A key preoccupation of Qatar’s post-1995 leadership has been the pursuit of autonomous regional policies designed to bring the country out of the Saudi shadow. Qatar’s support for regional Islamists, notably but not only the Muslim Brotherhood, and provision of Doha-based Al Jazeera as a platform for groups criticizing regional states, incited periods of intense friction. Saudi Arabia withdrew its ambassador from Doha in 2002 in response to Al Jazeera’s coverage of domestic affairs within the kingdom. It took five years to resolve the issue. Tensions rose again thanks to Qatar’s backing of Islamist movements before, during, and after the Arab Spring, as Qatar and the UAE pursued diametrically opposed policies toward the Muslim Brotherhood. Egypt and Libya became battlegrounds for regional influence as Doha and Abu Dhabi backed different sides.
At the time of the handover of power from Emir Hamad to his 33-year old son, Emir Tamim, in June 2013, hopes were high in Riyadh and Abu Dhabi that the young new emir would recalibrate Qatar’s approach to regional affairs. However, in November 2013, five months into Tamim’s rule, Saudi and Emirati leaders reacted viscerally to reports in U.S. media outlets that members of the Muslim Brotherhood were regrouping in Doha following the toppling of Egypt’s President Mohamed Morsi and the institution of military rule. Emir Tamim was summoned to Riyadh by King Abdullah of Saudi Arabia and presented with an ultimatum to “change Qatar’s ways and bring the country in line with the rest of the GCC with regards to regional issues.” Tamim was also told to sign an additional security agreement that stipulated “non-interference” in the “internal affairs of any of the other GCC countries,” and sign a pledge of compliance.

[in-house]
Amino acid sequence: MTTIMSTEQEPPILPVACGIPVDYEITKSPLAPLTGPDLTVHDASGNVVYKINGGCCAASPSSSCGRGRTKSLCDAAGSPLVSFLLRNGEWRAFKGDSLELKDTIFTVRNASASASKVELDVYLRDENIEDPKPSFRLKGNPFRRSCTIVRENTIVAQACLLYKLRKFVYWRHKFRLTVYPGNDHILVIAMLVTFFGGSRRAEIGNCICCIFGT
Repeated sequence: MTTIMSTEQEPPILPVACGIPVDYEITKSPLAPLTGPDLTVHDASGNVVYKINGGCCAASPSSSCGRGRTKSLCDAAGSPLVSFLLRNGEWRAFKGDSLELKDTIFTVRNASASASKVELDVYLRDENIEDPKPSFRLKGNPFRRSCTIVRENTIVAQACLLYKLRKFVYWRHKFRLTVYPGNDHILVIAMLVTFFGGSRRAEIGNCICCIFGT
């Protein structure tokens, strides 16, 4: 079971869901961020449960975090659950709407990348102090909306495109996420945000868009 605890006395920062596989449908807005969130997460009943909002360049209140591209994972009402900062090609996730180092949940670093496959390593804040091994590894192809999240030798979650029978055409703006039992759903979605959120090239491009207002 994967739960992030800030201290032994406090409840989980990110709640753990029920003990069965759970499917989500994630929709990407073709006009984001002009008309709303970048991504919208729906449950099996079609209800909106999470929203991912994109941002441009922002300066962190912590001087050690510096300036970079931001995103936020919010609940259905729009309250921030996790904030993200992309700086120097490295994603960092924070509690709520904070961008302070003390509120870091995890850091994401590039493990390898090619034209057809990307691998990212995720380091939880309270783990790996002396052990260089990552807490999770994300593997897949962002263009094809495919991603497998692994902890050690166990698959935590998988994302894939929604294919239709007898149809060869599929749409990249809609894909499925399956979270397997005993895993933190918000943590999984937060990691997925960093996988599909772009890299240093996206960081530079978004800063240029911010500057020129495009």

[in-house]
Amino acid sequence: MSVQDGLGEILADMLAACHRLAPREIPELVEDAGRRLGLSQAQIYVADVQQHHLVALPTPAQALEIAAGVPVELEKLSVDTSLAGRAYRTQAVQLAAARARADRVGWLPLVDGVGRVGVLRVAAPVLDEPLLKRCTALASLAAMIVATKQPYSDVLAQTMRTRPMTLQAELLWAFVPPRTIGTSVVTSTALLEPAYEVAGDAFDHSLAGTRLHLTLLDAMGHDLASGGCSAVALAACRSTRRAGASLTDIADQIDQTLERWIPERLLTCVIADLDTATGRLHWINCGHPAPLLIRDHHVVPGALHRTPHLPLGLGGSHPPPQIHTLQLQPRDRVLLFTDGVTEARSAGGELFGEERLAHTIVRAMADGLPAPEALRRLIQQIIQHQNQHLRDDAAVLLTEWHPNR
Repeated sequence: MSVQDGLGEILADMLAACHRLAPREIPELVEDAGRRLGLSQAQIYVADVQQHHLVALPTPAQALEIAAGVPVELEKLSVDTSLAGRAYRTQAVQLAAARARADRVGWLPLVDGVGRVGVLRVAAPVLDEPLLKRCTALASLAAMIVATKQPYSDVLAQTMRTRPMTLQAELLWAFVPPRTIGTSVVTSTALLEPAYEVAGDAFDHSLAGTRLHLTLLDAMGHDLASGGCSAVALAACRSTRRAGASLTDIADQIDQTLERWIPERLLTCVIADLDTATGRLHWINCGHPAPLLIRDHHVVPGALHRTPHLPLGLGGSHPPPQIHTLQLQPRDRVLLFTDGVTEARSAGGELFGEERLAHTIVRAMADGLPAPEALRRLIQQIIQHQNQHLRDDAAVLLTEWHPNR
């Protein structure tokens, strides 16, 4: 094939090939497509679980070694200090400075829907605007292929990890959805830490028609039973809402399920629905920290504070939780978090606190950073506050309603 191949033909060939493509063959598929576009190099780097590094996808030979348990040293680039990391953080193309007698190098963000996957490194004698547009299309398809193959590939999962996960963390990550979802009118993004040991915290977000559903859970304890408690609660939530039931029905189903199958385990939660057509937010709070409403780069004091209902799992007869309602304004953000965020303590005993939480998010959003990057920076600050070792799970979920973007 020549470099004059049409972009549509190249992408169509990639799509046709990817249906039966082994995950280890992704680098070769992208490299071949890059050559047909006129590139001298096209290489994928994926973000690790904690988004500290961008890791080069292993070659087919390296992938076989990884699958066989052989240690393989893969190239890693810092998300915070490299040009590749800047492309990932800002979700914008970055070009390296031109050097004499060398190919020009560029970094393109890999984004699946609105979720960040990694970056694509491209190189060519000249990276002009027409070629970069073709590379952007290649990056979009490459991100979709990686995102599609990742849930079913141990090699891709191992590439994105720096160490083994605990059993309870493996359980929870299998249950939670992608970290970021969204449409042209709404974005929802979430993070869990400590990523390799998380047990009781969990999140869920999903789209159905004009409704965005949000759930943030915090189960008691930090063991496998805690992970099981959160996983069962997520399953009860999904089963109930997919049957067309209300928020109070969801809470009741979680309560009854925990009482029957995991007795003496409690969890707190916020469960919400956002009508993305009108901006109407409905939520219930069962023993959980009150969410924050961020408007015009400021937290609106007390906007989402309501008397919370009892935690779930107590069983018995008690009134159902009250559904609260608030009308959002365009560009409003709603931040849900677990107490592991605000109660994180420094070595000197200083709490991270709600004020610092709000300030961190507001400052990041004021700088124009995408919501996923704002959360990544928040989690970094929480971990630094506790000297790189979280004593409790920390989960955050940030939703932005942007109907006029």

That crisis would peak in March 2014, when Saudi Arabia and the UAE judged that Qatar was not in full compliance with the agreement Tamim signed. Together with Bahrain, they withdrew their ambassadors from Doha. For the UAE, whose leadership was cracking down on the Muslim Brotherhood, a particular flashpoint was the discovery that several Emirati members of al-Islah, the Brotherhood’s UAE-affiliated branch, had been given refuge in Doha after fleeing the UAE in 2012. Months of acrimony followed, with periodic attempts at negotiation mediated by Kuwait, whose emir, Sheikh Sabah, reportedly has a close relationship with Emir Tamim. But the dispute ended in November 2014 after a series of Qatari concessions. These included relocating Muslim Brotherhood figures in Doha to Turkey, ordering the Emirati dissidents to leave Qatar, closing Al Jazeera’s Egyptian branch, and enforcing the GCC Internal Security Pact and cooperating closely with GCC partners on matters of intelligence and policing.
The current crisis has, therefore, been building for years. This time, it may have been triggered by a complex prisoner swap that Qatar negotiated in April to release 26 members of a Qatari hunting party, including many members of the Qatari ruling family, who had been taken hostage in Iraq in December 2015. The group had been held by Kitaeb Hezbollah, a Shia militia with links to Iran, and Qatar reportedly negotiated with Iran, Hezbollah, and the Syrian rebel group Jabhat al-Nusra to secure their release.